by Libby Solomon October 22, 2018 (baltimoresun.com)
• Around midnight on Oct. 26, 1958, Alvin Cohen and Phillip Small were taking a drive by Loch Raven Reservoir in Towson, Maryland when they a great, iridescent, egg-shaped object appeared above a bridge. As Cohen (then 24 years old) and Small (then 27 years old) came closer, the car stopped dead as if the entire electrical system had given out. The young men hid behind the car and watched the object hover. There was a flash of light, and booming sound, and heat — and then it rose into the sky and disappeared. Small and Cohen’s car started up again. Small and Cohen felt as if their faces had been sunburnt the “tremendous heat wave” from the UFO.
• The Towson Precinct of the Baltimore County Police Department sent two officers to the scene and took a report. Later, Cohen, Small, and other witnesses were interviewed by the official Air Force investigating officer, 2nd Lt. Bert R. Staples, as a part of Project Blue Book. Others were interviewed including a 16-year-old boy and two employees of a lakefront restaurant, who all saw similar glowing objects around the same time and location. The restaurant employees also heard the same sound the men reported: a loud boom that sounded like an explosion or a thunderclap. After conducting interviews and examining the scene, Lt. Staples wrote in the 1958 report that with all of the credible witnesses, “it can be assumed that the sighting did actually occur.” Nevertheless, Staples wrote, “This UFO remains unidentified.”
• From 1947 to 1969, the Air Force investigated these occurrences under the program called Project Blue Book. Of the 12,618 sightings reported to Project Blue Book, just 701 of them, or five percent, were never explained. The Loch Raven incident was among the unexplained sightings. The National Investigations Committee on Aerial Phenomena visited Loch Raven to conduct its own forensic tests which were inconclusive, according to the Air Force report.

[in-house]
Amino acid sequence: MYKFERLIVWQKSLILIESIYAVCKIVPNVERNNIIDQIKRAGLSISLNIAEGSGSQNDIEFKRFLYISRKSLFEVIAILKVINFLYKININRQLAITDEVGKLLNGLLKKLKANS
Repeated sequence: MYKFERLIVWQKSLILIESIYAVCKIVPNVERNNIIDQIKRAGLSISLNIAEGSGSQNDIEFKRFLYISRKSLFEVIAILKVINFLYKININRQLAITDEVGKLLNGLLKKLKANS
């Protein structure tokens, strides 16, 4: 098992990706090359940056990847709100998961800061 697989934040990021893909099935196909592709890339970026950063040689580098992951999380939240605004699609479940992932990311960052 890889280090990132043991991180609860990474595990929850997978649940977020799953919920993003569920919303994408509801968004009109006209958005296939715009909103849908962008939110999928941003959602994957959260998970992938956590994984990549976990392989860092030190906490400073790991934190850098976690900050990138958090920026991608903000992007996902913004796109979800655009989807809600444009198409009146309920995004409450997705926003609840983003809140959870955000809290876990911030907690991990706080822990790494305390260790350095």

• The Loch Raven incident was one of many strange occurrences reported in the 1940s through the 1960s. So 1958 was at the height of America’s obsession with UFOs. In the late ’40’s and early ’50’s, even mainstream news outlets would report sightings of “flying saucers,” says Pennsylvania State University history professor Greg Eghigian, who studies the history of UFOs. “There’s kind of an inexhaustible, unquenchable thirst many people have for thinking about things they consider to be mysterious or paranormal,” Eghigian said. “That speaks to a thing I think is almost virtually universal in people: wanting to understand and think the universe is actually a lot bigger than most of us can comprehend.”
Around midnight on Oct. 26, 1958, Alvin Cohen and Phillip Small were taking a drive by Loch Raven Reservoir in Towson when they said a great, iridescent, egg-shaped object appeared above a bridge.
The young men inched closer and the car stopped dead — no headlights, no engine, no ignition, as if the entire electrical system had given out.
“There was no place to run,” Small, then 27, told an Air Force investigator less than two weeks later, according to an interview transcript in a declassified report of the incident. “We probably would’ve if we could’ve but we were terrified at what we saw.”
Cohen, then 24, told investigators the men hid behind the car and watched the object hover. There was a flash of light and noise and heat — and then, Cohen said, it rose into the sky and disappeared.
Oct. 26 this year will mark 60 years since Cohen and Small reported seeing the mysterious object above the reservoir, at the height of the American obsession with unidentified flying objects, or UFOs.
The incident inspired UFO hunters through the years and launched an official Air Force investigation. But today, locals say, the story has largely been lost to history and many do not know it ever happened.
After conducting interviews and examining the scene, the investigating officer, 2nd Lt. Bert R. Staples, wrote in the 1958 report: “This UFO remains unidentified.”
Saucers and spies
The Loch Raven incident was one of many strange occurrences reported in the 1940s through the 1960s, when Cold War paranoia intersected with a fascination with outer space and the unknown.
Pennsylvania State University history professor Greg Eghigian, who studies the history of UFOs, said in the late ’40’s and early ’50’s, even mainstream news outlets would report strange sightings of “flying saucers.”
Around the same time, the U.S. government started investigating the reports — not looking for signs of alien life, but for signs of spy technology from the Soviet Union. From 1947 to 1969, the Air Force investigated these occurrences under a program called Project Blue Book.
According to a 1985 Air Force fact sheet posted on the National Archives website, 12,618 sightings were reported to Project Blue Book. Of those, just 5 percent were never explained. The Loch Raven incident was among the 701 that remained “unidentified.”
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